The UN Ebola mission chief has announced that efforts to beat back Ebola in West Africa are shifting from cities to rural areas where smaller treatment units are being built.
"The problem is that the disease has spread so much geographically," said Anthony Banbury, head of the UN Mission for Ebola Emergency Response (UNMEER).
"We will not defeat this virus by chasing it. We need to have much greater geographic dispersal."
Smaller, more mobile treatment units are being deployed in remote areas of Liberia, Sierra Leone and Guinea to act quickly to prevent the spread of the deadly virus.
The world's worst outbreak of Ebola has left around 5,100 dead and 14,000 seriously ill, mostly in Liberia, Sierra Leone and Guinea.
Recent data points to a slowing of the outbreak in Liberia, the worst-hit country, while the infection rate remains stable in Guinea, but Sierra Leone has seen a surge, mostly from rural areas.
UNMEER earlier this month said it was hoping to open 200 eight-bed care centers in the Sierra Leone countryside.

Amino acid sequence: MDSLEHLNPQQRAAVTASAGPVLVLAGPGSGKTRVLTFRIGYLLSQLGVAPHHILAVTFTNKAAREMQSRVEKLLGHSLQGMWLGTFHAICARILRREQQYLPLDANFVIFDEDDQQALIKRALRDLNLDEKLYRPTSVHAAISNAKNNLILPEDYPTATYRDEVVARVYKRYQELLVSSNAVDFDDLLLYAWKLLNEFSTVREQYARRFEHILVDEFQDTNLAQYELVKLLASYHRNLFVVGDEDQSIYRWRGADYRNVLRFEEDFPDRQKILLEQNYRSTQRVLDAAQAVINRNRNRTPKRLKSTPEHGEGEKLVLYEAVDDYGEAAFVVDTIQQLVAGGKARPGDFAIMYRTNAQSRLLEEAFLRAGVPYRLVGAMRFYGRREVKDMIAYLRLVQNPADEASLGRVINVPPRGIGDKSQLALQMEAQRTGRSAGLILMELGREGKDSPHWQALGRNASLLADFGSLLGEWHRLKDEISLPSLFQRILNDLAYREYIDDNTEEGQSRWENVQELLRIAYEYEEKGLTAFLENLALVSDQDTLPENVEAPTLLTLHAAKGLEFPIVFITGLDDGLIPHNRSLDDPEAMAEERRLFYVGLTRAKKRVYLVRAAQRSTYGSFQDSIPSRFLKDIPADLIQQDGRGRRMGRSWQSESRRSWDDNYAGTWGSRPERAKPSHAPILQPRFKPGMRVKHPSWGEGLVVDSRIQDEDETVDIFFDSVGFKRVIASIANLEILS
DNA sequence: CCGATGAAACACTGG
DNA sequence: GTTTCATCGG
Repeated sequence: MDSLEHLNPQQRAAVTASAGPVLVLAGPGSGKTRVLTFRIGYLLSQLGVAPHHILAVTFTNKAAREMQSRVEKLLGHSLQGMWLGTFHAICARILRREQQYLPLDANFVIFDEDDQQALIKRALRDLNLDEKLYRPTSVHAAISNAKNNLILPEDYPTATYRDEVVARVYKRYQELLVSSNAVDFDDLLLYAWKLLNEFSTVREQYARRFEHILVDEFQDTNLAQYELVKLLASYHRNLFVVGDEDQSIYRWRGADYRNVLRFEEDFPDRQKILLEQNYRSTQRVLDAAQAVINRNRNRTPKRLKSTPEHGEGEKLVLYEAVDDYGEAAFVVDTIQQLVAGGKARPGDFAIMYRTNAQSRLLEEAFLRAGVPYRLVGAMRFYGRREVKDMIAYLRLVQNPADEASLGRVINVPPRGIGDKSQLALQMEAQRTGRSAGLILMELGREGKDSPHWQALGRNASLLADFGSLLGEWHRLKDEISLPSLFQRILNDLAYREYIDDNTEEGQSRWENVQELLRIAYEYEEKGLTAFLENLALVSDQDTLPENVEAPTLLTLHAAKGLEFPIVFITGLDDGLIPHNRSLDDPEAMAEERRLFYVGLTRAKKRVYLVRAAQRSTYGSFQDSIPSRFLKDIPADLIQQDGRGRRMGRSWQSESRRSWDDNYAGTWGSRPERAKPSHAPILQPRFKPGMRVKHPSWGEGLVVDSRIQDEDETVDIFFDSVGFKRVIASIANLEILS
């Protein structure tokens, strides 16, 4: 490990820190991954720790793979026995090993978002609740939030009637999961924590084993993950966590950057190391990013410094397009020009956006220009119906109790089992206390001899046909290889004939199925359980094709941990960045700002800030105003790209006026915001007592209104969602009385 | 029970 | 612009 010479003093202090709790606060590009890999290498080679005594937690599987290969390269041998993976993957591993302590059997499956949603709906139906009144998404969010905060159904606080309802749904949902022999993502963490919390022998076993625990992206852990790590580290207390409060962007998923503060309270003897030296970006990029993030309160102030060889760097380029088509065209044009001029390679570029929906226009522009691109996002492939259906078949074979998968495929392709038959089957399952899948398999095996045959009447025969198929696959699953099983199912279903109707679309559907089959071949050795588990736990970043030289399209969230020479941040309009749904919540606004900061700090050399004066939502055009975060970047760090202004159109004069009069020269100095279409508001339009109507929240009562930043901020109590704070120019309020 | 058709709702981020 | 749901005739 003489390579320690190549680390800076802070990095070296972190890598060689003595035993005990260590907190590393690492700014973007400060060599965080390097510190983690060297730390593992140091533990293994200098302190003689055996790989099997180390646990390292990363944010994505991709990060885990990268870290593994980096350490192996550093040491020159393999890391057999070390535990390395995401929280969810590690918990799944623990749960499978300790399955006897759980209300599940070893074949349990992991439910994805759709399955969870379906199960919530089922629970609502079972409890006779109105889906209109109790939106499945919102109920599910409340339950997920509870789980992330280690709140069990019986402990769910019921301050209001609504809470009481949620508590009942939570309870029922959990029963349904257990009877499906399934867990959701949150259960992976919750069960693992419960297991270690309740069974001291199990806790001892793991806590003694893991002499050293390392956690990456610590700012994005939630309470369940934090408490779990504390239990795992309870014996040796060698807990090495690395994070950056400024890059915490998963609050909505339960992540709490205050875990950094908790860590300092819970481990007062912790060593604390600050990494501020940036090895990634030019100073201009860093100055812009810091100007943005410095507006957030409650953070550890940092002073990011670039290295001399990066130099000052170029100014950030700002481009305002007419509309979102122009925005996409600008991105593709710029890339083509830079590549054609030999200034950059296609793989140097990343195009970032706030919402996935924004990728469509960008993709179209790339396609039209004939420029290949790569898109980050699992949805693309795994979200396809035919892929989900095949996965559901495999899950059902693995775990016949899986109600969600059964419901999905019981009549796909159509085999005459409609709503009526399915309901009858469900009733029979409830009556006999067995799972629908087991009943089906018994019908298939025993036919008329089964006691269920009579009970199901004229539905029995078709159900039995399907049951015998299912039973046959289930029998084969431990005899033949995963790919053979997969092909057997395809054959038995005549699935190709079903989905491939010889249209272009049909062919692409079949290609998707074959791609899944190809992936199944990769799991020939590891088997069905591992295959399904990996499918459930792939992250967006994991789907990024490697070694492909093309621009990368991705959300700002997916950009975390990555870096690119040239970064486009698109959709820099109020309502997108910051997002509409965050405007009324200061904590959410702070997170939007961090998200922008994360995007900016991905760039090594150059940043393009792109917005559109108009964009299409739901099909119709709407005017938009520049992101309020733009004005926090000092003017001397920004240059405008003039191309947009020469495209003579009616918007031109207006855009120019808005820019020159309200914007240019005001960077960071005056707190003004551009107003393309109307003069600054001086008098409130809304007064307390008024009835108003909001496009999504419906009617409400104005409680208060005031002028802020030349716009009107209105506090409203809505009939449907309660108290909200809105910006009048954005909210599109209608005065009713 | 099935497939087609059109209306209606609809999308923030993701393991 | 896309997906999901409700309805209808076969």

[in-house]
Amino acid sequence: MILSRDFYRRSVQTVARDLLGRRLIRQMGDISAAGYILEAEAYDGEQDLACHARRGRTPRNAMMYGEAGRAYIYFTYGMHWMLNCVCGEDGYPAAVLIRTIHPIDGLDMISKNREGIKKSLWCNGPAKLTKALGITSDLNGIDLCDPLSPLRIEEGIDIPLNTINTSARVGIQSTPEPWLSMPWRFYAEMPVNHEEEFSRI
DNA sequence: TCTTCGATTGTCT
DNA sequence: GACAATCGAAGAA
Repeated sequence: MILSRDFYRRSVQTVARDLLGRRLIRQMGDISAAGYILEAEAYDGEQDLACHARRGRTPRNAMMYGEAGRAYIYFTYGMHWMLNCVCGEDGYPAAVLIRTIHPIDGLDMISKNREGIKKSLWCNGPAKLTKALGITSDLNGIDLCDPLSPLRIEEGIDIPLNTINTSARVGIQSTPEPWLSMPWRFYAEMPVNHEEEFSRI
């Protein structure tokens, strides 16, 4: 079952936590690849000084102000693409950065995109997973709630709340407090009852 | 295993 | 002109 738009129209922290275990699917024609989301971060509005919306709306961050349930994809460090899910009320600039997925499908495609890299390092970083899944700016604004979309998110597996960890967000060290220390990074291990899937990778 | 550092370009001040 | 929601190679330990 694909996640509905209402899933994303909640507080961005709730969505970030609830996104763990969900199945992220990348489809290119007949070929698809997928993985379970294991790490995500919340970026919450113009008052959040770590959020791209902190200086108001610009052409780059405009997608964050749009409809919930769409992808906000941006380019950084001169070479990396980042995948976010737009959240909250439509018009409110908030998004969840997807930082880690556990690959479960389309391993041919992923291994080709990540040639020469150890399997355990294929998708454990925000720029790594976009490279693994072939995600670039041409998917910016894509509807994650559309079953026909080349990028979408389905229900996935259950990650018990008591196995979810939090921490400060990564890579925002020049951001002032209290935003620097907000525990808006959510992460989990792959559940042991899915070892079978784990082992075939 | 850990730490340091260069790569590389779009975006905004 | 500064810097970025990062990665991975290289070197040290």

"We know we need to build more small centers. We know where we need to prioritize them, we know where we need to put diagnostic facilities, laboratories," said Banbury, who was in New York to report to the UN General Assembly.
"We do need more construction, more specialized expertise and we need more money to fund it all. We are getting there but we are not there yet."
The United Nations has set a goal of having 70 percent of the case isolated by December 1.
Ebola, transmitted through bodily fluids, leads to hemorrhagic fever and -- in an estimated 70 percent of cases in the current outbreak -- death.
There is no specific treatment regime and, as yet, no licensed vaccine -- although possible candidates are being tested in Mali and elsewhere.